“The objections submitted by the county should not be seen as opposition to the proposed Emory annexation,” Thurmond said in a statement. “… Our objections are designed to ensure that all the issues associated with the proposed annexation are thoroughly vetted and that citizens have the ability to be informed regarding potential impact on their neighborhoods, communities and the county as a whole.”
The city of Atlanta will address “any meaningful concerns” from the county, said Melissa Mullinax, a senior adviser to Mayor Kasim Reed.
“We are confident that the city can serve the needs of the institutions that have requested annexation, and we look forward to continuing the public discussion with members of the impacted communities and the Atlanta City Council,” Mullinax said in a statement.
The county government detailed numerous objections in an 11-page letter to Reed and the Atlanta City Council:
- The city of Atlanta's zoning restrictions are more lax than DeKalb's, potentially leading to denser development and more traffic congestion than residents in the Emory area are accustomed to.
- More construction could further strain DeKalb's spewing sewer system, possibly leading to even more sewage spills, according to the letter. Additional spills could cost DeKalb residents and the county government, which has paid $924,000 in fines for sewage spills since 2011.
- The school systems in DeKalb and the city would have to decide on the boundaries of school systems, especially if surrounding neighborhoods decide to follow Emory into the city limits. A change from DeKalb's school system to Atlanta's could lead to contentious fights among residents.
- The proposal for MARTA's expansion should be discussed with the county since it could eventually include unincorporated land if the rail line continues from Emory to Avondale Station. The county notes in its letter that the DeKalb Commission hasn't signed off on any changes to the county's agreement with MARTA.
City hall officials say Emory's annexation will be the biggest since Buckhead was swallowed up by the city.
Until Atlanta officials review the county’s objections, it’s unclear whether the annexation proposal will be changed or delayed, said Councilwoman Carla Smith, chairwoman of the city’s Zoning Committee.
“That will have to run its legal course, but I am honored that these prestigious institutions want to become part of the city,” she said.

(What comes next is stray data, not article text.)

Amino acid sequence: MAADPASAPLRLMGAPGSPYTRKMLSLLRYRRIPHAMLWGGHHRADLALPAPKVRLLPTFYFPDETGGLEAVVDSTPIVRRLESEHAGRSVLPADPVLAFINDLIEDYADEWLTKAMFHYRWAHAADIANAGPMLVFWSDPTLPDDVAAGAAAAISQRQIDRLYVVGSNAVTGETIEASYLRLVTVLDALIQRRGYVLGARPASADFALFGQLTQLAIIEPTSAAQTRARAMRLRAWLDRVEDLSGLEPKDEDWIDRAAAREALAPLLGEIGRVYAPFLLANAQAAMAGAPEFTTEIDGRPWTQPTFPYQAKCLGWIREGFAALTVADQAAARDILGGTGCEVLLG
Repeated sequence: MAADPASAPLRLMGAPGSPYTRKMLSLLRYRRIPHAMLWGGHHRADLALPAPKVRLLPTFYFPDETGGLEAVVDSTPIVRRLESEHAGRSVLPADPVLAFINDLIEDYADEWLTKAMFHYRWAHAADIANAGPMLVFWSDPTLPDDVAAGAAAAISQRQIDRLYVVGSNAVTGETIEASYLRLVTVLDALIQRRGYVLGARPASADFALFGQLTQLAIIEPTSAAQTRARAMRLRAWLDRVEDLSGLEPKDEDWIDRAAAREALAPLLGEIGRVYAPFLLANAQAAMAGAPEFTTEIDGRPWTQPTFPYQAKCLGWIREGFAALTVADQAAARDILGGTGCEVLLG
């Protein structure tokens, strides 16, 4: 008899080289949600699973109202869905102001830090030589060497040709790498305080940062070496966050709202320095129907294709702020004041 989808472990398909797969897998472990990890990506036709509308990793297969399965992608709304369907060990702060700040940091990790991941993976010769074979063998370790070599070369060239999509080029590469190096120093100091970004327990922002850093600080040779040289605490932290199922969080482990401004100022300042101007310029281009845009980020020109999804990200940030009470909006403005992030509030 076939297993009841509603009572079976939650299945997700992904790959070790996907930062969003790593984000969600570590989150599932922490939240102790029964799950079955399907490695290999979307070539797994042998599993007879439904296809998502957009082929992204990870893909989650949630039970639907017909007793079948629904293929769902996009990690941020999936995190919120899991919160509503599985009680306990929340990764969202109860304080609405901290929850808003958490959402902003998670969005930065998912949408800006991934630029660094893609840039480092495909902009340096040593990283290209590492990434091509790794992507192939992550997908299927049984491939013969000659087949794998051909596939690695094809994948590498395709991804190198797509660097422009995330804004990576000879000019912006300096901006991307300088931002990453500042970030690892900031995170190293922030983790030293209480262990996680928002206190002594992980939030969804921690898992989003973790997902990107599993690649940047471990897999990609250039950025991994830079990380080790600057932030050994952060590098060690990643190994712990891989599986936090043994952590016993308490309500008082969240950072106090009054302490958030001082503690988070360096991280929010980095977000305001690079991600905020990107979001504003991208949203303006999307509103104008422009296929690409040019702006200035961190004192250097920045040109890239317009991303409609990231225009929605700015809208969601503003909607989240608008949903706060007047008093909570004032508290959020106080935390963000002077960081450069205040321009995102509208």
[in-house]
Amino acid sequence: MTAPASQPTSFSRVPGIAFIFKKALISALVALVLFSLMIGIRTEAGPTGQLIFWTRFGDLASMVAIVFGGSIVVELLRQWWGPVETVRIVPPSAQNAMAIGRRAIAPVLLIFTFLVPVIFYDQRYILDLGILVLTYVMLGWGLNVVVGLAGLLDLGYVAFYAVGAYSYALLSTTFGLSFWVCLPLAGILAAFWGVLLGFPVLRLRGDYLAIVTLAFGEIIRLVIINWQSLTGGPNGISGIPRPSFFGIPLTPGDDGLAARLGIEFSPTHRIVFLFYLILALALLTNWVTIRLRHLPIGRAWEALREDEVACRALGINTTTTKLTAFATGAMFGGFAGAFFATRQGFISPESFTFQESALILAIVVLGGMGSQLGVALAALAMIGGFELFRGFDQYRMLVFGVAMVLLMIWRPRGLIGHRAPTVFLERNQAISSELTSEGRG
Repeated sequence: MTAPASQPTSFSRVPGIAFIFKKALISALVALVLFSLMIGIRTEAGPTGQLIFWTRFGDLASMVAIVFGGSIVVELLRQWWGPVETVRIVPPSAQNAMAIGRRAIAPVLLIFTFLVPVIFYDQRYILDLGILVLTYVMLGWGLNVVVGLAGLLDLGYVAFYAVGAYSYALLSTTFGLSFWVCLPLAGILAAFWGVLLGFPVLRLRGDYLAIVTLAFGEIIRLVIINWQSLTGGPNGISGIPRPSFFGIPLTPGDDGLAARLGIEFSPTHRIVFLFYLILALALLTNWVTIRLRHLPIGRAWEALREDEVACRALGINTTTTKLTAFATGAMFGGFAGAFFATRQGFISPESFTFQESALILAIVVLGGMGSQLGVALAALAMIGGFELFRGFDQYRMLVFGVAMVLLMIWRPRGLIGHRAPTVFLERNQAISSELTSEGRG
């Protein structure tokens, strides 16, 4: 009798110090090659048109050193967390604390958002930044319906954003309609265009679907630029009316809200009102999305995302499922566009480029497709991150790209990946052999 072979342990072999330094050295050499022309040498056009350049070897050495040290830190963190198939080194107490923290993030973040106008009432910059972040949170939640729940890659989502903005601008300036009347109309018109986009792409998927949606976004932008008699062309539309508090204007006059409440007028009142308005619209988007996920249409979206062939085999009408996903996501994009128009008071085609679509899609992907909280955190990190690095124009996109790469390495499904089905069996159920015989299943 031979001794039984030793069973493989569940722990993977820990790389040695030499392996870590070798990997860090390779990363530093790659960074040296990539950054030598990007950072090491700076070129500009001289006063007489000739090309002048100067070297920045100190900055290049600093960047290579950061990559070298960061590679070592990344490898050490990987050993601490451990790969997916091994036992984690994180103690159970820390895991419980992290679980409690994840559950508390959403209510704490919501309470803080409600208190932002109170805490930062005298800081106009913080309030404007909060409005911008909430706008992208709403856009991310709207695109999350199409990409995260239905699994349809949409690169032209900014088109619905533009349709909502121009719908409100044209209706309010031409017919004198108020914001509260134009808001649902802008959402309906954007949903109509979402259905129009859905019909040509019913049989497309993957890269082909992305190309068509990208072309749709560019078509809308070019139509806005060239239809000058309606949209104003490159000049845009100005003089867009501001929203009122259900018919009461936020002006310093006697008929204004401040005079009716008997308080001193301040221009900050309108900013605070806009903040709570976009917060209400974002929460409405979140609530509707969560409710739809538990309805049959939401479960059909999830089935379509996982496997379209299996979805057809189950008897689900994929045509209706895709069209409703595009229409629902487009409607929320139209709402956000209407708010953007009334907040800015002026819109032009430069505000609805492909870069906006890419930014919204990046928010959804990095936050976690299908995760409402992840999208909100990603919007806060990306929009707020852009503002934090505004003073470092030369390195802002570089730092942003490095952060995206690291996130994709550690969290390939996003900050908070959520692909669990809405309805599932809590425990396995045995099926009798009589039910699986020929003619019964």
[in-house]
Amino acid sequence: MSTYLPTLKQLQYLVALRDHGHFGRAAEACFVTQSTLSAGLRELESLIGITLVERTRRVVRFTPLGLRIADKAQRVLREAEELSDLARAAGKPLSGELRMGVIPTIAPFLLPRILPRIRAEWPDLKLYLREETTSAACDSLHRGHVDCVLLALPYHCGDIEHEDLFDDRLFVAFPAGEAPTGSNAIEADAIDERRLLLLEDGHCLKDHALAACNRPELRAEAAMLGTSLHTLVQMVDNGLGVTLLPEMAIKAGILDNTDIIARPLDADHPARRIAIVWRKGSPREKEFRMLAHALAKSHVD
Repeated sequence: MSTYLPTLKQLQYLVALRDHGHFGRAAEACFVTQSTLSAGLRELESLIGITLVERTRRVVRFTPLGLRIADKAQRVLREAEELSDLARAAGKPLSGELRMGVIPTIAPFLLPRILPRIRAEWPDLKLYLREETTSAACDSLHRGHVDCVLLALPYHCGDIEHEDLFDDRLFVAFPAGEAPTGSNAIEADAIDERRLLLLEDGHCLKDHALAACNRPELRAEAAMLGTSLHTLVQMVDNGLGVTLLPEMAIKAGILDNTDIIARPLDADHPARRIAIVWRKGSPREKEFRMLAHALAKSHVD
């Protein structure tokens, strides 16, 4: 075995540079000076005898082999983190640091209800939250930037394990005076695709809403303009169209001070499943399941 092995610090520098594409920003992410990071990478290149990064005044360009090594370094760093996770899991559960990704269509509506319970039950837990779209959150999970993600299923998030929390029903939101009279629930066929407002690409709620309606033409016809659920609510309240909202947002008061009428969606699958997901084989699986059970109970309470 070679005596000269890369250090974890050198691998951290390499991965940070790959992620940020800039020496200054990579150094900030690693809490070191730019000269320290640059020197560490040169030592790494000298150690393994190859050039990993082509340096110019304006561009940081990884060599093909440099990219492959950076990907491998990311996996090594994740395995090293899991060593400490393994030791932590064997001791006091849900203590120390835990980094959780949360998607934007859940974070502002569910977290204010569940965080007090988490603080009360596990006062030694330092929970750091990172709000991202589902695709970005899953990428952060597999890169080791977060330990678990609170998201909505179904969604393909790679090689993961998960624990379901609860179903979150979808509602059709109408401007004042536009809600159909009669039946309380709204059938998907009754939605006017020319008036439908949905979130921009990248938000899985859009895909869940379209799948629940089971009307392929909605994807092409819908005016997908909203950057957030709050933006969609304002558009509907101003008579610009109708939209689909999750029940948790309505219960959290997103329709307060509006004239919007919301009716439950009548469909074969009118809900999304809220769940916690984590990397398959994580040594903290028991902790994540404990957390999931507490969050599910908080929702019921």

DeKalb Commissioner Kathie Gannon said the city and university need to work with the county rather than try to complete the annexation on their own.
“We are basically saying we want this done right: openly, transparently and honestly,” said Gannon, the board’s presiding officer. “They should give consideration to all the impacts and not just let them fall where they may after it’s a done deal.”
A spokesman for Emory, Vince Dollard, said the university is aware of the county's objections and will respect the annexation process.
The letter to Atlanta, signed by County Attorney O.V. Brantley, asks for the appointment of an arbitration panel to negotiate the impacts of the annexation.
Under state law, an arbitration panel must be formed within 15 days of the county’s objections. The panel will include representatives from municipalities, counties and universities.
Five DeKalb commissioners voted for the resolution: Greg Adams, Steve Bradshaw, Gannon, Mereda Davis Johnson and Jeff Rader. Two commissioners left the meeting before the vote: Nancy Jester and Larry Johnson.
Jester said she didn’t agree with protesting the annexation. She said she recused herself from the vote because her husband, Stan Jester, is a member of the DeKalb school board.
“We really need to work on being friends. That’s where we should be, and not trying to make someone stay when they don’t want to,” Jester said. “They’re still going to be in DeKalb County, and there will be services that DeKalb County renders, so how do we make the best of that relationship?”
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Read DeKalb's objections to Emory's annexation